Tow the whale back to sea – A crane, tug boat, and tow cable are needed. Who might you need to include in this gameplan? The coast guard might need to be involved to discuss any pertinent regulations. A marine captain that can tell you about tides so that you can time your extraction, and insights about currents to indicate how far out you need to haul the whale once its buoyant. Should you allow a marine biologist to provide advice on what sort of ecological impact this might have (like bring in unwanted sharks or seals). How can you be sure the tow cable has enough tinsel strength to haul a bloated whale on a high friction surface like wet sand? Does the crane have the capacity to move the carcass into position to be hauled? If the whale is decaying, will the tow cable just pull through the rotten flesh?
Cut the whale up, haul it to the dump – You will need a forklift, semi-truck, and chainsaw. The first consideration here would be the logistics of pursuing this strategy. You will need to find a truck with the towing capacity to haul large chunks of the carcass off the beach. Can you ensure the weight of a loaded semi would not sink into the wet sand? How much does a semi-loaded with a whale carcass weight? You may also need to contact the county roads manager to determine if there are any bridges between the beach and the dump that have weight restrictions. What sort of protective equipment would you need for the men slicing through the whale with chainsaws? There are a few control processes that need to be put in place for this strategy to work.
Celebrate the whale – The objective of the city manager is to “deal with” the dead whale. For most, this would mean remove it somehow. For others, this might be a chance to celebrate the occasion, and establishing the experience in the culture and history of the town. To celebrate the whale, the city manager can hold a competition like car dealers do to promote their cars – have contestants place their hand on the whale and the last person to withstand touching the grotesque, slimy, and malodorous creature, somehow wins a major prize. This would require a sponsor to donate a prize (a car, a vacation) and the town can celebrate the occasion annually. If the goal is to appease the community from the existence of the whale and its stench, celebration is one strategy to pursue that end. You would need to include a biologist to determine if leaving the whale to decay after the festival would attract scavengers, and a water chemist to determine if a decaying whale creates toxicity problems for beach goers.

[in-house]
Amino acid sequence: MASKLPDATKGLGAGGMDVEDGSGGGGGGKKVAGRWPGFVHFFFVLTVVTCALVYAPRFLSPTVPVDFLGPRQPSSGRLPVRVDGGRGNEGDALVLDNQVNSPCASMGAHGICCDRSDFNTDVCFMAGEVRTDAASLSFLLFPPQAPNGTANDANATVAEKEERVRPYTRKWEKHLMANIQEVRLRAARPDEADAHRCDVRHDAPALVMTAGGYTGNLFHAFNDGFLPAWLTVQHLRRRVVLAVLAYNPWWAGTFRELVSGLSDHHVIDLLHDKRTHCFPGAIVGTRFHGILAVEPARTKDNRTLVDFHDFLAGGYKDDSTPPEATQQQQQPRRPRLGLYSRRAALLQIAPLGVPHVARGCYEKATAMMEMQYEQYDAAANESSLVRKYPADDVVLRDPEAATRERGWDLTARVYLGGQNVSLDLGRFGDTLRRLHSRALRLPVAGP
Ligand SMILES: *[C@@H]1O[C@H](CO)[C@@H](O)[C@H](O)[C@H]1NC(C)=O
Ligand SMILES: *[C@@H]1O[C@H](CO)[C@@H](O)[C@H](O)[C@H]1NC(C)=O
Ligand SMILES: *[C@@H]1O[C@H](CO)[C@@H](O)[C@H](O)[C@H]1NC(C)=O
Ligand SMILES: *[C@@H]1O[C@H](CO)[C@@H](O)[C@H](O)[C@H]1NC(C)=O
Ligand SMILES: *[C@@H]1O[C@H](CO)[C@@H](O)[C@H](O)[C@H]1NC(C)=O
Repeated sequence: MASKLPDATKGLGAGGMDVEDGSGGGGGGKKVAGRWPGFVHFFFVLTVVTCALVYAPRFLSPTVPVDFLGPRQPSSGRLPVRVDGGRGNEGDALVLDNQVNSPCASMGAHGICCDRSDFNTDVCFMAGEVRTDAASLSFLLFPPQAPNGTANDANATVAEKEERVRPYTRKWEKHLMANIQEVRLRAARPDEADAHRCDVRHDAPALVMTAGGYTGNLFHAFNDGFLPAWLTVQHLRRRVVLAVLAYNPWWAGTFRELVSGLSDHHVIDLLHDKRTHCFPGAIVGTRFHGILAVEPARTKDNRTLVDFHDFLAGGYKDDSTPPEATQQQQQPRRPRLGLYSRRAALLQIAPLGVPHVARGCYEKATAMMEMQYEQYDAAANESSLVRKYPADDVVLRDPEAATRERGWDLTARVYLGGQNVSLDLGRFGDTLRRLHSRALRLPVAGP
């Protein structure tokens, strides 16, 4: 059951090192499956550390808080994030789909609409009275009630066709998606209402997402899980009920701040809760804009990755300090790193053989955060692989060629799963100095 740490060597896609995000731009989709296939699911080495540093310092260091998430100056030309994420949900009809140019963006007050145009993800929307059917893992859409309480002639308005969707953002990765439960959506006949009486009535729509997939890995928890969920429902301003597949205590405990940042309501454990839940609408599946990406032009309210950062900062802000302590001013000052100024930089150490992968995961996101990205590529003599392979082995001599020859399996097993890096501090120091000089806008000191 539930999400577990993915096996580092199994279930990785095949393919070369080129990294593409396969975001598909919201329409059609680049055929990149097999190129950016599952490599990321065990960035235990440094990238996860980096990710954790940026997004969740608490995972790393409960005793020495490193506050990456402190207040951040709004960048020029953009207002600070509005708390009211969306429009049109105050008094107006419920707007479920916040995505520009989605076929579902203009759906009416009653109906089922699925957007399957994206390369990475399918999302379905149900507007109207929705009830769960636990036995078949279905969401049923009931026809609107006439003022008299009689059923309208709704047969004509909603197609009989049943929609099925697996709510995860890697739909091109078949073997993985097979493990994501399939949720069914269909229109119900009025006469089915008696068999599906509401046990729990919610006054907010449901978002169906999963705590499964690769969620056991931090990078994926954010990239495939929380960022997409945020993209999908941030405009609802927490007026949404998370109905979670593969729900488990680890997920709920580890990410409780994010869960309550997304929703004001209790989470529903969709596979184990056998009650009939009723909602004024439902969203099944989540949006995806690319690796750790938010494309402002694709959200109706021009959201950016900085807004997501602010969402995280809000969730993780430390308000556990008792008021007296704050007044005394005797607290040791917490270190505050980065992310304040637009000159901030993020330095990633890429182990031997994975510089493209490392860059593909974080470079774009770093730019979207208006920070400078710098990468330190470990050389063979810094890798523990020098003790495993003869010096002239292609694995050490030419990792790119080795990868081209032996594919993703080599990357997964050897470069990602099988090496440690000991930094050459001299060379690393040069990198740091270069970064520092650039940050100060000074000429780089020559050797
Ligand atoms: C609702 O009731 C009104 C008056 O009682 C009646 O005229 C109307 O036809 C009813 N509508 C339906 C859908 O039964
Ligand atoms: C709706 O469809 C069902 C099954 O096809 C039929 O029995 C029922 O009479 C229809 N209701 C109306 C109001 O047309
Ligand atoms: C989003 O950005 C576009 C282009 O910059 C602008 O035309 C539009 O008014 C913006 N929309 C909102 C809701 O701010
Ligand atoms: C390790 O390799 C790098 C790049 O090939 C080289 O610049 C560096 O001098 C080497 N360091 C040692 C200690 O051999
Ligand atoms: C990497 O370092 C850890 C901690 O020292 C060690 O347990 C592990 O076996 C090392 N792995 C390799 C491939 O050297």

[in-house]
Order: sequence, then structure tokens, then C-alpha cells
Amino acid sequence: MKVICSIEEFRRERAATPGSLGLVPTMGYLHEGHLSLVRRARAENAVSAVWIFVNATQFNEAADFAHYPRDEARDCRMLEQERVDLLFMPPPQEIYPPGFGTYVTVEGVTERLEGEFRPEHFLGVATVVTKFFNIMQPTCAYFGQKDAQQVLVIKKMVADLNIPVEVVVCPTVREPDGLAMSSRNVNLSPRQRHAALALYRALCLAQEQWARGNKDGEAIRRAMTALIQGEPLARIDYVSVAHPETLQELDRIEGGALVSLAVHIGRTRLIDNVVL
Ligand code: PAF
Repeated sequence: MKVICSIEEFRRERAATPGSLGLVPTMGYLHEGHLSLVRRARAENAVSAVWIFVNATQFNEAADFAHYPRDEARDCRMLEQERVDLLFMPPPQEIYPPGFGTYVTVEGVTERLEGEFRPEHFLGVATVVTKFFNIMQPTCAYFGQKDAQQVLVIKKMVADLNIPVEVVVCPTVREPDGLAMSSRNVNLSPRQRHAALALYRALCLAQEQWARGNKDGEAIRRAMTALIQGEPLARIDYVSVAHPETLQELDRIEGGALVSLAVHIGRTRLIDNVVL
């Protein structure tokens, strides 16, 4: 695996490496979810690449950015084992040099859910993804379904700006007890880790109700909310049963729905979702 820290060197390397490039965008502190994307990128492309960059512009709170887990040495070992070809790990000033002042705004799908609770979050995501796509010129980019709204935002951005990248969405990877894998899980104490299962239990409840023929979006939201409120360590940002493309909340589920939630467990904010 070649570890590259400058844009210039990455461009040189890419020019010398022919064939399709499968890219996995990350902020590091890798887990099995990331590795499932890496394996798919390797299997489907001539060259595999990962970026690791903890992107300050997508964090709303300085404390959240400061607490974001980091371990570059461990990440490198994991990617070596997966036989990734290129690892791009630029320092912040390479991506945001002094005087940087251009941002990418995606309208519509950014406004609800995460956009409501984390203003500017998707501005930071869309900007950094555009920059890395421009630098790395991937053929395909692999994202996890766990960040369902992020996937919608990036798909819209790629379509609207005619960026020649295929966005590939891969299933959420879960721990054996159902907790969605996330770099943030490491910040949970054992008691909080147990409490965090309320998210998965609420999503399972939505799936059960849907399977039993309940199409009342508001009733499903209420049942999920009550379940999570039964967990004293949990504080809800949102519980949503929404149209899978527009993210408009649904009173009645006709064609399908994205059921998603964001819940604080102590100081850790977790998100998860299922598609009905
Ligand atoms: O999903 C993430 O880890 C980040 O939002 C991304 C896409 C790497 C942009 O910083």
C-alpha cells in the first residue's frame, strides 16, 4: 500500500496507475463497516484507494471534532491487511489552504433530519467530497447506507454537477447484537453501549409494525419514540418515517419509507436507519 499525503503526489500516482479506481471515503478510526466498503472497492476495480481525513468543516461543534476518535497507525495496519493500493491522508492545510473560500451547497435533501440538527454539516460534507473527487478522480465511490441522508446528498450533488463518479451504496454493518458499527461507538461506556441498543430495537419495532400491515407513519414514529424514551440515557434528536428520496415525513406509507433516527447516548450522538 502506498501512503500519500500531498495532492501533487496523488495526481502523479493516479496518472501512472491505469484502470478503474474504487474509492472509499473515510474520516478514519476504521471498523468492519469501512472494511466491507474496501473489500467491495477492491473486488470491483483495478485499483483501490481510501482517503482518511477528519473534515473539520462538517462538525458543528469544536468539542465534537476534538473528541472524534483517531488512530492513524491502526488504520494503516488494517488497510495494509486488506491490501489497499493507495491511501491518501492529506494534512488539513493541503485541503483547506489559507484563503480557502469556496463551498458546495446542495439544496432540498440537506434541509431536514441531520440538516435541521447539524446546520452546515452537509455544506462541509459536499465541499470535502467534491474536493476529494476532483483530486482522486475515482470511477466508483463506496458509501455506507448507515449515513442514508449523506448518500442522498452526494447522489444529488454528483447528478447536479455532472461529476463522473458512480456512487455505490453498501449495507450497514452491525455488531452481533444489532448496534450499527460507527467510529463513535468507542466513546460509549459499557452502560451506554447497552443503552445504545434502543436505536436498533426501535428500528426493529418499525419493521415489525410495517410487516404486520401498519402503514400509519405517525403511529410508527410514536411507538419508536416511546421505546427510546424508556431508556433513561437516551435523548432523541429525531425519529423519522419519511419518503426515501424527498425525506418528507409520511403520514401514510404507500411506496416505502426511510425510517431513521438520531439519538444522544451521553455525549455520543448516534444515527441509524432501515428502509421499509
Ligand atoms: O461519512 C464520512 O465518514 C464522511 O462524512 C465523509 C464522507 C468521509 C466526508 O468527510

Blow it up! – The kid in most of us choose this option. Definitely. You might need to check with state officials to see what the protocols are on this approach. The biggest question would be how much dynamite do you need to blow up a whale, or blow it into the ocean? In Oregon, one stakeholder group you might contact is a mining company or the Oregon national guard. Both of those groups have a lot of experience calculating explosive requirements. What are the safety protocols you need in place to make sure that no one is injured? Where will you be able to source enough explosives to achieve this goal?
Use of the four functions
Each of these scenarios contain some far-fetched elements. But asking the right questions is paramount to turning any of these into a feasible strategy. You first need to decide a path, then determine your resources before getting stakeholder groups on board. For a high-risk situation like most of these solutions call for, you need to put control mechanisms in place to mitigate your risks. If you type “Oregon’s exploding whale” you can see what has become the most-watching news broadcast of all time. It shows you what happens when a city manager does not successfully navigate the situation using all four functions of management.
Critical Thinking Questions
How are the four functions of management related?
Which is the most important function of management?
Choose a historical event prior to the year 2000. Analyze the leader’s use of the four functions of management during that event.
For each of these answers you should provide three elements.
- General Answer. Give a general response to what the question is asking, or make your argument to what the question is asking.